Environmental Ocean Sciences

What makes Millersville Environmental Ocean Sciences Special?

Why study at MU?

Our Ocean Sciences program is among the Top 10 Values in Oceanography.

Ocean Science Facilities

Over the last two decades, Millersville Earth Sciences has built a unique facility for teaching and research in oceanography among universities in Pennsylvania. A dedicated oceanography laboratory is used for teaching our various environmental ocean science courses.  Recently, we added a new hydrodynamics laboratory equipped with a 25-ft wave tank for study of surface wave phenomena, a rotating tank to demonstrate geophysical fluid concepts, and an Emriver platform to model sediment dynamics of coastlines. Our state-of-the-art field equipment includes a two Conductivity Temperature-Depth profilers (with one of them fitted with a backscattering, Li-Cor, fluorescence and oxygen sensors), an acoustic current meter, a portable weather station, and a Seabird tide/wave gauge.

We are proud to be the founding member of The Marine Science Consortium / Chincoteague Bay Field Station (CBFS), located on the beautiful Virginia coast and boasts direct boat access to the Atlantic Ocean, and adjacent waters of Chincoteague and Assateague coastal waters. The CBFS is owned and operated by the Pennsylvania State System of Higher Education, and attracts students of all ages from the surrounding mid-Atlantic region. CBFS research vessels, the R.V. Philip N. Parker, RV Flatfish, and the R.V. Mollusk, are used by EEOS faculty and students for the exploration and study of coastal, estuarine and continental shelf waters, and a variety of smaller boats, canoes and kayaks allow easy access to and study of near-shore shallow-water environments . The EEOS program includes weekend and summer study and research at the CBFS and provides MU students with invaluable hands-on experience with modern research tools and techniques. The CBFS has recently undergone a $15 million renovation complete with new housing, classrooms, administration buildings and state of the art computer and lab facilities.

Research, Activities, & News

                                      EEOS Students present at OCEAN SCIENCES MEETING

EEOS students OS meeting

Oceanography students Mike Miller, Samantha Reynolds, Somer Barrett, Emily Stauder, Kortlin Yetter, and Zach Hersch (from left to right) presented their research at the Ocean Sciences Meeting 2024 in New Orleans in February. Professors Robert Vaillancourt (left) and Ajoy Kumar (right) accompanied them.

                                                         EEOS Students present at NCUR

EEOS Students

Three Environmental Earth and Ocean Sciences (EEOS) students were selected to present their research at the National Conference on Undergraduate Research (NCUR) at the University of Wisconsin-Eau Claire on April 13-15, 2023. NCUR promotes undergraduate research, scholarship and creative activity through an annual conference for undergraduate students. 

Natalie Sprague, "The State of Dissolved Oxygen in the Longhurst Ecological Provinces," Faculty Advisor: Dr. Ajoy Kumar

Emily Stauder, "Student Shark Research at Millersville University," Faculty Advisors: Dr. Ajoy Kumar and Dr. Dominique Didier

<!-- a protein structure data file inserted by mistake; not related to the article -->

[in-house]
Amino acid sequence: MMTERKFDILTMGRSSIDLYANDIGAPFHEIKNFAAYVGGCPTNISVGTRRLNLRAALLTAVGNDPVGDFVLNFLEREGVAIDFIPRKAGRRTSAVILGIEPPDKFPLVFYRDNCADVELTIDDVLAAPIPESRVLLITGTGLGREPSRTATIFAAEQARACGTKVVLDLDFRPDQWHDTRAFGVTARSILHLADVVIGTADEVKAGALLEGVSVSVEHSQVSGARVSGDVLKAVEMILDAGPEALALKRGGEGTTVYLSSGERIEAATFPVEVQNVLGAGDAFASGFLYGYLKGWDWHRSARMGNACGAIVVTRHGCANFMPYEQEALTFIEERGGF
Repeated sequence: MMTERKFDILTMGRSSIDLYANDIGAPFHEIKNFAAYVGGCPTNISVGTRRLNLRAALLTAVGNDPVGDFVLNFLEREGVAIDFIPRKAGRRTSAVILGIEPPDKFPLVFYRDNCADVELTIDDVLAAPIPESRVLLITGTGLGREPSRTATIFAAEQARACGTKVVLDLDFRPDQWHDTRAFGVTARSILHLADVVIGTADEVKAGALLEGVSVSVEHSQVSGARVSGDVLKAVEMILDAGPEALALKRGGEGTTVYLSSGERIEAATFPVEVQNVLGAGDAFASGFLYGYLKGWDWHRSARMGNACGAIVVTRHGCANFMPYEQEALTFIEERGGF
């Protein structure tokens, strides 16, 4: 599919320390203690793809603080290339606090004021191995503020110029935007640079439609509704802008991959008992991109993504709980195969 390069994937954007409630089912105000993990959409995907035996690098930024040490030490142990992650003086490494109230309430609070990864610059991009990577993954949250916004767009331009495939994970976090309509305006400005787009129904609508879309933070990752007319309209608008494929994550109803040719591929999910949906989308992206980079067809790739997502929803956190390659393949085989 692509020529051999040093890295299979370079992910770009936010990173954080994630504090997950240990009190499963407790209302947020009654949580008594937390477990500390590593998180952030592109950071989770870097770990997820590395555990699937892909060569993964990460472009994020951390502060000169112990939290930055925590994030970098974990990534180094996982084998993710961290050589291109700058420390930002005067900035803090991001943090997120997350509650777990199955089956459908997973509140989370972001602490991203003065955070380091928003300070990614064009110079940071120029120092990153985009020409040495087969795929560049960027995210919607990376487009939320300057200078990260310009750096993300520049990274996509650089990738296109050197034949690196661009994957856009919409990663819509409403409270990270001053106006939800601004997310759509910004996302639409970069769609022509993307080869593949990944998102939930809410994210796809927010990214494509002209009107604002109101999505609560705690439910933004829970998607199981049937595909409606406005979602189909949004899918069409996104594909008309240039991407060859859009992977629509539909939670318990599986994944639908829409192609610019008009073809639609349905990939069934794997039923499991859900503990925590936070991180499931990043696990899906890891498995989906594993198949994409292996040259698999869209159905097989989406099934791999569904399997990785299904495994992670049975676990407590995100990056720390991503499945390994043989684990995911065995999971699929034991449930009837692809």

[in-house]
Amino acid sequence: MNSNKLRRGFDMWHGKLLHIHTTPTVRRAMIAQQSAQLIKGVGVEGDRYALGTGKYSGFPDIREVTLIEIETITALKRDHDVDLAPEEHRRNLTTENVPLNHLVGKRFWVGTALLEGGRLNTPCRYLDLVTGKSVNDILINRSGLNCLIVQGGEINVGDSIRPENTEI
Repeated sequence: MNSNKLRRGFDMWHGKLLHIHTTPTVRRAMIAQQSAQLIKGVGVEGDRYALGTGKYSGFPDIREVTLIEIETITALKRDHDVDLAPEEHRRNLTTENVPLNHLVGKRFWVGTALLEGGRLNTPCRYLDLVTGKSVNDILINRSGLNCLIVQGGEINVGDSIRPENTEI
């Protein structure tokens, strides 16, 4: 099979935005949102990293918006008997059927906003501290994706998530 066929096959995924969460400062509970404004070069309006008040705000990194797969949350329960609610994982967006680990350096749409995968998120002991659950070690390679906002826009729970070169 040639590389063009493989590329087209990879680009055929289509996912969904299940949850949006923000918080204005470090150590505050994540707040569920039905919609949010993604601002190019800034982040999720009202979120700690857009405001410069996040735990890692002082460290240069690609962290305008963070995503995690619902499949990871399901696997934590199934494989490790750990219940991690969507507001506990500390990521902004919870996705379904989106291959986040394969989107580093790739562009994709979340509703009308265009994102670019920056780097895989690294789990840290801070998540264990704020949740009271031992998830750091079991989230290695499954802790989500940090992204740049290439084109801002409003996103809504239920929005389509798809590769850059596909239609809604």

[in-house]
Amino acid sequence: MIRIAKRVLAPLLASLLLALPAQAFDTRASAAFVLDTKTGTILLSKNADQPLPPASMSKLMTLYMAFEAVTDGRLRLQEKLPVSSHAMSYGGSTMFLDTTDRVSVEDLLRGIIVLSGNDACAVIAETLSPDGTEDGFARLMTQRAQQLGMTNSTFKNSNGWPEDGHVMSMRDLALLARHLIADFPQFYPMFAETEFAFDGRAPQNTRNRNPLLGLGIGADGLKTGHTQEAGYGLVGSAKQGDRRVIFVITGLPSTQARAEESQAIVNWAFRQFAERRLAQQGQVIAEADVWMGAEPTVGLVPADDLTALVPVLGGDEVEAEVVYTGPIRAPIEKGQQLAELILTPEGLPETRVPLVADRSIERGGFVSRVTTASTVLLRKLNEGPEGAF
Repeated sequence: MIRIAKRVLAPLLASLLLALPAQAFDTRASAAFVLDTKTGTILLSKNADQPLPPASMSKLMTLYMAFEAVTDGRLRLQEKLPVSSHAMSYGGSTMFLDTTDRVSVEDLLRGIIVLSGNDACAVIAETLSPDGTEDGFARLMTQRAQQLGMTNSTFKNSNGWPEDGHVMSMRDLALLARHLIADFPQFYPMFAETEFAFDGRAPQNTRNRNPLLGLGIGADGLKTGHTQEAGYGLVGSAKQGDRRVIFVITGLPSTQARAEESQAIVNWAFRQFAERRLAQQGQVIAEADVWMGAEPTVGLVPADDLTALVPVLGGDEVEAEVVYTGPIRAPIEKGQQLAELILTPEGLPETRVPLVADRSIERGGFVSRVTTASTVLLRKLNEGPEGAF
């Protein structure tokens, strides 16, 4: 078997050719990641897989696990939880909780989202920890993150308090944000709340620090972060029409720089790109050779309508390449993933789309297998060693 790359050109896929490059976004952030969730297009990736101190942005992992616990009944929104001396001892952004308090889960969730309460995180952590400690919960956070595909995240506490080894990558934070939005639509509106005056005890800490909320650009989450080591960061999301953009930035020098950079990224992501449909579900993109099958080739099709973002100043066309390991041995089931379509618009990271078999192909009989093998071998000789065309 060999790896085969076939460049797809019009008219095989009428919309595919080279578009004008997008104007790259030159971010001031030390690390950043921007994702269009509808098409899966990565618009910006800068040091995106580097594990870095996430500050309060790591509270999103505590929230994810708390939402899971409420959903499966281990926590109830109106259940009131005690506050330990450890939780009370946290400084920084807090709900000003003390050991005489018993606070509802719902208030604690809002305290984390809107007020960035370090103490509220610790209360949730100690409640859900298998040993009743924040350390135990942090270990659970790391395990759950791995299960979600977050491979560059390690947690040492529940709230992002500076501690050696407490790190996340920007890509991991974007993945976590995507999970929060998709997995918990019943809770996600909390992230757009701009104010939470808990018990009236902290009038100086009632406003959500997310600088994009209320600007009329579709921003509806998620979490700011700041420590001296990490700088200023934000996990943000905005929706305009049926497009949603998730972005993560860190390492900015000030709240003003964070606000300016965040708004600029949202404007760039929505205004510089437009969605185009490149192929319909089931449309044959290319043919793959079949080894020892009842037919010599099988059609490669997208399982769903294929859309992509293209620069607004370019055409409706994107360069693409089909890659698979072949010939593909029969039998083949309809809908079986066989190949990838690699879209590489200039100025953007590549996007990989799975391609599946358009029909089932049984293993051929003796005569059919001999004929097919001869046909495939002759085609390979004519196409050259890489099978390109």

Samantha Reynolds, "Physiological and Behavioral Effects of Ocean Acidification on Two Species of Intertidal Snail," Faculty Advisors: Dr. Ajoy Kumar and Isaac Ligocki            

First ever mapping of lancaster county lake complete

Students at Lake


For the first time ever, a lake in Lancaster County has been mapped, thanks to Millersville University biology student Elefteria Papavasilis who is working with Millersville professors Dr. Ajoy Kumar and Dr. Dominique Didier. They completed the first phase of the project during summer 2021 studying Lake Allure in Quarryville, Pennsylvania, for its eventual use as a training ground for scuba diving. Read more..

DES faculty and students participate in WACS II


Dr. Robert Vaillancourt, Evan Ntonados (OSCS/MET) and Jeremiah Stone (BIOL/OSCS) participated in a NOAA-sponsored project, the West Atlantic Climate Study (WACS II) aboard the research vessel (RV) Knorr, a 279-foot global class research ship, from May 18 to June 7. The focus of WACS II was to determine the links between surface ocean phytoplankton and the production of freshly-emitted sea-spray aerosols, organic compounds produced by phytoplankton that are then ejected to the lower atmosphere and impact Earth’s climate by attenuating incoming solar radiation and providing cloud condensation nuclei. The multi-investigator study site extended from just south of Nova Scotia Canada to the waters around Bermuda, and was headed by NOAA scientist Dr. Patricia Quinn, of the Pacific Marine Environmental Laboratory, Seattle WA. The Millersville University contribution was to measure phytoplankton biomass and species composition in the ocean’s upper mixed layer.

Submersible Research Team


Members of the Submersible Research Team prepare to survey the Chincoteague Channel to study sediment transport in the area. Members include Geoinformatics graduate student Nathan Murry, undergraduate students from Ocean Sciences and Coastal Studies (OSCS) and Applied Engineering Science and Technology (AEST), Amanda Hardin and Michael P. Wiles. Dr. Joseph McCade (AEST) and Dr. Ajoy Kumar (OSCS) are the faculty advisors. The M3 sonar system used for the survey can be seen on the right side of the picture.